PROVO — At the Castle Amphitheater, audiences can take a trip to the Forest of Arden, where Shakespeare‘s mix of exiled courtiers and idealized shepherds mingle about in idyllic repose. As You Like It is playing now at the Castle Amphitheater, and while Renaissance Now Theatre and Film has most of the ingredients for a worthwhile production, those pieces lack the cohesion to create satisfying show.

Left to right: Bryson Smellie as Touchstone, Olivia Casper as Rosalind, and Kiersten Zundel as Celia. Show closes July 27, 2019.

The biggest problem in this production is that the cast is inconsistent in its quality. Too few people in its cast of 13 created interesting performances. Joel Applegate, for example, was bland in his portrayal of Duke Frederick and Duke Senior. Neither character was distinguishable from the other, and Applegate showed little emotion, even at intense times of the play, such as when Duke Frederick was banishing the main female characters, or when Duke Senior had Orlando pointing a knife at him. Applegate also stumbled over a few of his lines and hesitated to respond to his cues.

Two other weak links in the cast were Dallin Suman as Silvius and Bella Thomas as Adam and Corin. Suman was not convincing as a lovestruck lover who wants to pursue a woman at all costs. His energy and emotion were too low for the role. Thomas’s line deliveries were all bland and monotone, and she seemed to suck the momentum out of many of her scenes.

At the other side of the spectrum, Olivia Casper was an enthusiastic, savvy Rosalind. Casper’s mastery of the Shakespearean language and her genuine concern for the other characters were one of the great strengths of this As You Like It. Her Rosalind seemed to care about the shepherds Phoebe and Silvius, and Casper made it believable that Rosalind would involve herself with these bumpkins’ happiness.

Olivia Casper as Rosalind and Alex Gunter as Orlando.

Casper’s best moments were with Kiersten Zundel, who played Celia. The two characters had every appearance of close friends, and their “girl talk” when discussing Orlando was completely real. The deep friendship made Celia’s devotion towards Rosalind provided a touch of sweetness that prepared the show for the shift to the peaceful Forest of Arden.

Alex Gunter played Orlando as forthright and decisive, which was a welcome change from the mopey Orlandos I have seen in the past. Gunter’s youthful face and wide eyes give Orlando a naive innocence that make the character’s trust in “Ganymede” (a disguised Rosalind) work well. That naiveté also gave Orlando’s declarations of love an energetic passion that strengthened the show’s romantic core.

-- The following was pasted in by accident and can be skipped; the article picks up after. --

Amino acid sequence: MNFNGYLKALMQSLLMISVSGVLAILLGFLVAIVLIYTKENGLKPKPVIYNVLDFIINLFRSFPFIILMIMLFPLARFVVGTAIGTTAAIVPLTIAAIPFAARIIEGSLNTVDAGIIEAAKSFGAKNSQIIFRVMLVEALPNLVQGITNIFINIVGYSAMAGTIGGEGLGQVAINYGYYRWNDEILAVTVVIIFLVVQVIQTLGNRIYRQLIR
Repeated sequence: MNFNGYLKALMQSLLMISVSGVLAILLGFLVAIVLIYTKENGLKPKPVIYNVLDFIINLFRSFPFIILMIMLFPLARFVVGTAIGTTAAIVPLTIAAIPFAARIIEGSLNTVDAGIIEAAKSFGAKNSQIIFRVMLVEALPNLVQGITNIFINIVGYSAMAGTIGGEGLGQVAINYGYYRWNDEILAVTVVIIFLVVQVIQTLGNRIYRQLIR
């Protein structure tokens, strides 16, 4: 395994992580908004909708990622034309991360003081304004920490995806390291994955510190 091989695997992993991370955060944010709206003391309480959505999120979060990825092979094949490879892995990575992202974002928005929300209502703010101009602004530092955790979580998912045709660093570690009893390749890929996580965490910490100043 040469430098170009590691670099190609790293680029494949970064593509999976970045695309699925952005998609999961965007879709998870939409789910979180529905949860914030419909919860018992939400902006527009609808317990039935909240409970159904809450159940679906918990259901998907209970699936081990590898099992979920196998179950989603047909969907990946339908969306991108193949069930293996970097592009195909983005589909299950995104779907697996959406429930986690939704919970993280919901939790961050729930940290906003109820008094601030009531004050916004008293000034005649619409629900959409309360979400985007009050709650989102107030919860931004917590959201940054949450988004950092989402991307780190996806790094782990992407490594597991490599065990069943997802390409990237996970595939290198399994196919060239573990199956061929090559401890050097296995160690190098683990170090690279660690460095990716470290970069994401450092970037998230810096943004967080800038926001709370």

Although there were some strong actors in the cast, this production faltered because the connections among the performers were often missing (with the exception of the friendship between Celia and Rosalind). In some scenes, such as when Rosalind discovers Orlando’s love notes, the actors seem to be doing their own thing. The result were some fine monologues, but unsatisfying scenes. I wish the director, Cleveland McKay Nicoll, had helped his cast discover the human relationships among the characters.

On the other hand, I did like Nicoll’s decision to have Orlando discover that “Ganymede” was really Rosalind before she revels the information to the other characters. The choice made Orlando a smarter character than usual and intrigued me for the last act and a half of the play.

Nicoll also designed the costumes and set. He set As You Like It in modern times, and I liked the result. The choice of disguise for Rosalind hid Casper’s feminine silhouette and made her a convincing man. The shepherds were dressed in Western wear, which served as a reminder of the different social background for them, compared to the exiled nobles. I liked the set, with its simple platforms that provided some variety in staging; the ivy used to decorate the low platforms was a nice touch that helped me connect to the forest scenes. Finally, I enjoyed the columns decorated like aspen trunks, which added some realism to the designs.

This production of As You Like It has some flaws, especially in the acting. However, it has its merits, too, and I think that audiences should not dismiss it out of hand. As You Like It is a lovely way to spend a summer evening, especially as the sun sets behind the actors and the breeze kicks up. The Castle Amphitheater is Provo’s own little Forest of Arden, and a brief escape with some Shakespearean characters—even if only for 90 minutes—is a treat.

The Renaissance Now Film & Theatre production of As You Like It plays nightly (except Sundays) through July 27 at the Castle Amphitheater (1300 East Center Street, Provo) on the grounds of the Utah State Hospital. Tickets are $10-15. For more information, visit